Assessment Description

You have been asked to clear a patient for an elective procedure. You are seeing the patient in the preoperative clinic.

  • Discuss the areas of concern you would review.
  • Develop a patient presentation as you may have experienced in clinical practice or practicum hours and detail the process and workup performed.

Support your summary and recommendations plan with a minimum of two APRN approved scholarly resources.

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❖ One 18-gauge, -inch (1.3 × 80 mm) epidural needle (pink)

❖ One 0.45 × 0.85–inch epidural catheter

• One introducer stabilizing catheter guide
• One screw-cap locking tip catheter
• One 0.2-μm screw-cap locking tip catheter connector
• One epidural flat filter
• Topical skin antiseptic, as prescribed
• Sterile towels
• Sterile forceps
• Sterile gauze, 4 × 4 pads
• Face masks with eye shields
• Sterile gloves and gowns
• 20 mL normal saline solution
• 5 to 10 mL local anesthetic as prescribed (e.g., 1% lidocaine; local infiltration)
• 5 mL local anesthetic as prescribed to establish the block
• Test dose (e.g., 3 mL 2% lidocaine with epinephrine, 1:200,000)
• Gauze or transparent dressing to cover the epidural catheter entry site
• Tape to secure the epidural catheter to the patient’s back and over the patient’s shoulder
• Labels stating “Epidural only” and “Not for intravenous injection”
• Pump for administering analgesia (e.g., volumetric pump, dedicated for epidural use with rate and volume

limited, which has the ability to be locked to prevent tampering and preferably is a color-coded [e.g., yellow] or
patient-controlled epidural analgesia pump)

• Dedicated yellow-lined, epidural portless administration set
• Prescribed medication analgesics and local anesthetic medications
• Equipment for monitoring blood pressure, heart rate, and pulse oximetry

Additional equipment, to have available as needed, includes the following:
• Ice or alcohol swabs for demonstrating level of block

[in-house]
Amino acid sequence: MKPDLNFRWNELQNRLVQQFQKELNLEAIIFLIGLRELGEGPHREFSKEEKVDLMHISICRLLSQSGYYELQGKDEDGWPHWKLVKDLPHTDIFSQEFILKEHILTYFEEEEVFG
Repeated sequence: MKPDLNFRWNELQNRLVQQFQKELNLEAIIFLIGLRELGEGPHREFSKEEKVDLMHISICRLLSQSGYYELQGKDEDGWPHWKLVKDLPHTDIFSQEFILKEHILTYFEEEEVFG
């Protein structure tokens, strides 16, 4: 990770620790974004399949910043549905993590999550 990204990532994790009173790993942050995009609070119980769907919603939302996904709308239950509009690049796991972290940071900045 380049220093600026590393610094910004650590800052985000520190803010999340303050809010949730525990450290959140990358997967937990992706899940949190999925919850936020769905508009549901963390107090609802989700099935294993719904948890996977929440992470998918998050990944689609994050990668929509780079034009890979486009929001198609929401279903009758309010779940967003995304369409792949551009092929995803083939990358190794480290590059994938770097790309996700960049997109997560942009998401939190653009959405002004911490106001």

• Capnography equipment
• Emergency medications (e.g., naloxone for respiratory depression, intravenous colloids, and a vasoconstrictor

such as ephedrine for hypotension and Intralipid, a 20% fat emulsion for local anesthetic toxicity)
• Bag-valve-mask device and oxygen
• Intubation equipment

Patient and Family Education
• Review the principles of epidural use with the patient and family members. If the patient’s pain needs are not

met, an assessment of the therapy will be completed and the physician, advanced nurse practitioner, or other
healthcare professional may change the dosage or therapy to meet those needs. If available, supply easy-to-
read written information. Rationale: This information prepares the patient and family for what to expect and may
reduce anxiety and preconceptions about epidural use.

• Explain to the patient and family that the insertion procedure can be uncomfortable but that a local anesthetic
will be used to facilitate comfort. Rationale: Explanation promotes patient cooperation and comfort, facilitates
insertion, and decreases anxiety and fear.

• During insertion and therapy, instruct the patient to immediately report adverse side effects, such as ringing in
the ears, a metallic taste in the mouth, or numbness or tingling around the mouth, because these are signs
indicative of l

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P R O C E D U R E 1 0 7

Peripheral Nerve Blocks

Assisting with Insertion and Pain Management

Kimberly Williams

P U R P O S E :

Peripheral nerve blocks are administered as single local anesthetic injections or continuously through a
catheter placed into a precise anatomical area to provide site-specific analgesia or anesthesia.

Prerequisite Nursing Knowledge
• State boards of nursing may have detailed guidelines involving peripheral nerve blockade. Each institution that

provides this therapy also has policies and guidelines pertaining to peripheral nerve blockade. It is important
that the nurse is aware of state guidelines and institutional policies.15

• The nurse must have an understanding of the principles of aseptic technique.9,12,19,23,39

• The nurse assisting with the insertion of peripheral nerve blocks requires specific skills and knowledge.15

• Catheter placement and management of the patient should be under the direct supervision of an
anesthesiologist, nurse anesthetist, or the acute pain service.24,26,39 Peripheral nerve blocks are used as part of